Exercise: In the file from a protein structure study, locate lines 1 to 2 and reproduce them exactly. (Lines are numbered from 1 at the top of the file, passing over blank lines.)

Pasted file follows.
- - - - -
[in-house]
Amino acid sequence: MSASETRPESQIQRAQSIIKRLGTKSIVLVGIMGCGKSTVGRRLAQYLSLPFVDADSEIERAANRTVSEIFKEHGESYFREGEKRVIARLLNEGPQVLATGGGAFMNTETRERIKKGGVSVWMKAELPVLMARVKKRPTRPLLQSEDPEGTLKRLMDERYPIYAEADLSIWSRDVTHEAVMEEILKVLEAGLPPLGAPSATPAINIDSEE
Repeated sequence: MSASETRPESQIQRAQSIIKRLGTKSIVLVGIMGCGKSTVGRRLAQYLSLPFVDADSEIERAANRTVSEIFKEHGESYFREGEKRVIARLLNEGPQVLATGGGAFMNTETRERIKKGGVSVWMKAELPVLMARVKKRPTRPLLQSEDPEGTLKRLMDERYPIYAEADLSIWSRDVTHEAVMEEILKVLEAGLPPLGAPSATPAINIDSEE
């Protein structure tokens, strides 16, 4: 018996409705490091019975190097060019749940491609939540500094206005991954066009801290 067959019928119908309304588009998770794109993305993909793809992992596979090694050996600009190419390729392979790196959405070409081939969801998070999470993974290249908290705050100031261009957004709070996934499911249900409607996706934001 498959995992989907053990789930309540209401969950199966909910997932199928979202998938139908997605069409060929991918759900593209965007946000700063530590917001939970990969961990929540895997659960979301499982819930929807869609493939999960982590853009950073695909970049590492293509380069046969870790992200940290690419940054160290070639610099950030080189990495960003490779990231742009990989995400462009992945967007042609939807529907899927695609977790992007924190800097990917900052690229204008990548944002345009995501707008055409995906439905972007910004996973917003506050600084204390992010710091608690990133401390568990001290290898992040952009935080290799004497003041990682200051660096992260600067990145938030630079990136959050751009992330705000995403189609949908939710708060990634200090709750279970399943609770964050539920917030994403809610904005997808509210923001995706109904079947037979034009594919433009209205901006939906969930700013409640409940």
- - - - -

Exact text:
[in-house]
Amino acid sequence: MSASETRPESQIQRAQSIIKRLGTKSIVLVGIMGCGKSTVGRRLAQYLSLPFVDADSEIERAANRTVSEIFKEHGESYFREGEKRVIARLLNEGPQVLATGGGAFMNTETRERIKKGGVSVWMKAELPVLMARVKKRPTRPLLQSEDPEGTLKRLMDERYPIYAEADLSIWSRDVTHEAVMEEILKVLEAGLPPLGAPSATPAINIDSEE